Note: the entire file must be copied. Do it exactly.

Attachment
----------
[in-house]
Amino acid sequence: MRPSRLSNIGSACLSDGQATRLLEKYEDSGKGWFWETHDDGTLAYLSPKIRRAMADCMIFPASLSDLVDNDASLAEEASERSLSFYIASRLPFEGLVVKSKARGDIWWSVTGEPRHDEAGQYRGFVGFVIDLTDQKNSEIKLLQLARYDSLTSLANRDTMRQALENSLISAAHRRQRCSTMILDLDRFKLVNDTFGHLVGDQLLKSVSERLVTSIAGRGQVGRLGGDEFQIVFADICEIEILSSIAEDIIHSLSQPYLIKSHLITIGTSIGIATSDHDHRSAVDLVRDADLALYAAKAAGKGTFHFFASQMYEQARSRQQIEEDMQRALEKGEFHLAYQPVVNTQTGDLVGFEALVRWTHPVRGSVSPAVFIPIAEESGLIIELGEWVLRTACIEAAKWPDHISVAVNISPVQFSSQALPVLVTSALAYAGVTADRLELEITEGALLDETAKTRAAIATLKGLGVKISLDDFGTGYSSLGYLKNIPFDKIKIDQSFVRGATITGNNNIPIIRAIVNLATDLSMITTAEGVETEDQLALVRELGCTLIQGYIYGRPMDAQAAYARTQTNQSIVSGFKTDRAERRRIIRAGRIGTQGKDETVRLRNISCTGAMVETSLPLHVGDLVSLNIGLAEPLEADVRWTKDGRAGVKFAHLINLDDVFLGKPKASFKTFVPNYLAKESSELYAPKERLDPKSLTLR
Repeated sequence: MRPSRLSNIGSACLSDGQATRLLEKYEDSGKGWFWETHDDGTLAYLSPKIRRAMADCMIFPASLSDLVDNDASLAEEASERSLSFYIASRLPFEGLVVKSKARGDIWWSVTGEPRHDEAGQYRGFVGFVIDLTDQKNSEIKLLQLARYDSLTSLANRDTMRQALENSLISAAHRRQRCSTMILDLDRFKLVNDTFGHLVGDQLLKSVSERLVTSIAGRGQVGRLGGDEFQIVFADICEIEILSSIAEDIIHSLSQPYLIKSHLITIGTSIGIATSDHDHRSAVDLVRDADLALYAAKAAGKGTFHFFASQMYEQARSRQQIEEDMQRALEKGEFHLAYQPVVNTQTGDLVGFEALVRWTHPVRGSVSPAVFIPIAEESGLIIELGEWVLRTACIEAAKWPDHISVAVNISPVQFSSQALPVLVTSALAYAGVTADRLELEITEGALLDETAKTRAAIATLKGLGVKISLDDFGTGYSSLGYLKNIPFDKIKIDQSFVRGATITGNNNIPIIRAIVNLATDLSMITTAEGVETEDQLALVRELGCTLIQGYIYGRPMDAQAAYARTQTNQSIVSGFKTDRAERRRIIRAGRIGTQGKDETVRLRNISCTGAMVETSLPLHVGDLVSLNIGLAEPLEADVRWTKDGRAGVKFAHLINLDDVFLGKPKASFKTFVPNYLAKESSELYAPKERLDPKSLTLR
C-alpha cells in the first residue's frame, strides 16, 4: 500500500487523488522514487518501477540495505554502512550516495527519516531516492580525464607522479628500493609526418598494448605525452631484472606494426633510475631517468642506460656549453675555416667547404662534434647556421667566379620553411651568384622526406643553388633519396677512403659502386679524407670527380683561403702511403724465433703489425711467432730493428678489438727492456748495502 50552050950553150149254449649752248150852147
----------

[in-house]
Amino acid sequence: MRPSRLSNIGSACLSDGQATRLLEKYEDSGKGWFWETHDDGTLAYLSPKIRRAMADCMIFPASLSDLVDNDASLAEEASERSLSFYIASRLPFEGLVVKSKARGDIWWSVTGEPRHDEAGQYRGFVGFVIDLTDQKNSEIKLLQLARYDSLTSLANRDTMRQALENSLISAAHRRQRCSTMILDLDRFKLVNDTFGHLVGDQLLKSVSERLVTSIAGRGQVGRLGGDEFQIVFADICEIEILSSIAEDIIHSLSQPYLIKSHLITIGTSIGIATSDHDHRSAVDLVRDADLALYAAKAAGKGTFHFFASQMYEQARSRQQIEEDMQRALEKGEFHLAYQPVVNTQTGDLVGFEALVRWTHPVRGSVSPAVFIPIAEESGLIIELGEWVLRTACIEAAKWPDHISVAVNISPVQFSSQALPVLVTSALAYAGVTADRLELEITEGALLDETAKTRAAIATLKGLGVKISLDDFGTGYSSLGYLKNIPFDKIKIDQSFVRGATITGNNNIPIIRAIVNLATDLSMITTAEGVETEDQLALVRELGCTLIQGYIYGRPMDAQAAYARTQTNQSIVSGFKTDRAERRRIIRAGRIGTQGKDETVRLRNISCTGAMVETSLPLHVGDLVSLNIGLAEPLEADVRWTKDGRAGVKFAHLINLDDVFLGKPKASFKTFVPNYLAKESSELYAPKERLDPKSLTLR
Repeated sequence: MRPSRLSNIGSACLSDGQATRLLEKYEDSGKGWFWETHDDGTLAYLSPKIRRAMADCMIFPASLSDLVDNDASLAEEASERSLSFYIASRLPFEGLVVKSKARGDIWWSVTGEPRHDEAGQYRGFVGFVIDLTDQKNSEIKLLQLARYDSLTSLANRDTMRQALENSLISAAHRRQRCSTMILDLDRFKLVNDTFGHLVGDQLLKSVSERLVTSIAGRGQVGRLGGDEFQIVFADICEIEILSSIAEDIIHSLSQPYLIKSHLITIGTSIGIATSDHDHRSAVDLVRDADLALYAAKAAGKGTFHFFASQMYEQARSRQQIEEDMQRALEKGEFHLAYQPVVNTQTGDLVGFEALVRWTHPVRGSVSPAVFIPIAEESGLIIELGEWVLRTACIEAAKWPDHISVAVNISPVQFSSQALPVLVTSALAYAGVTADRLELEITEGALLDETAKTRAAIATLKGLGVKISLDDFGTGYSSLGYLKNIPFDKIKIDQSFVRGATITGNNNIPIIRAIVNLATDLSMITTAEGVETEDQLALVRELGCTLIQGYIYGRPMDAQAAYARTQTNQSIVSGFKTDRAERRRIIRAGRIGTQGKDETVRLRNISCTGAMVETSLPLHVGDLVSLNIGLAEPLEADVRWTKDGRAGVKFAHLINLDDVFLGKPKASFKTFVPNYLAKESSELYAPKERLDPKSLTLR
C-alpha cells in the first residue's frame, strides 16, 4: 500500500487523488522514487518501477540495505554502512550516495527519516531516492580525464607522479628500493609526418598494448605525452631484472606494426633510475631517468642506460656549453675555416667547404662534434647556421667566379620553411651568384622526406643553388633519396677512403659502386679524407670527380683561403702511403724465433703489425711467432730493428678489438727492456748495502 50552050950553150149254449649752248150852147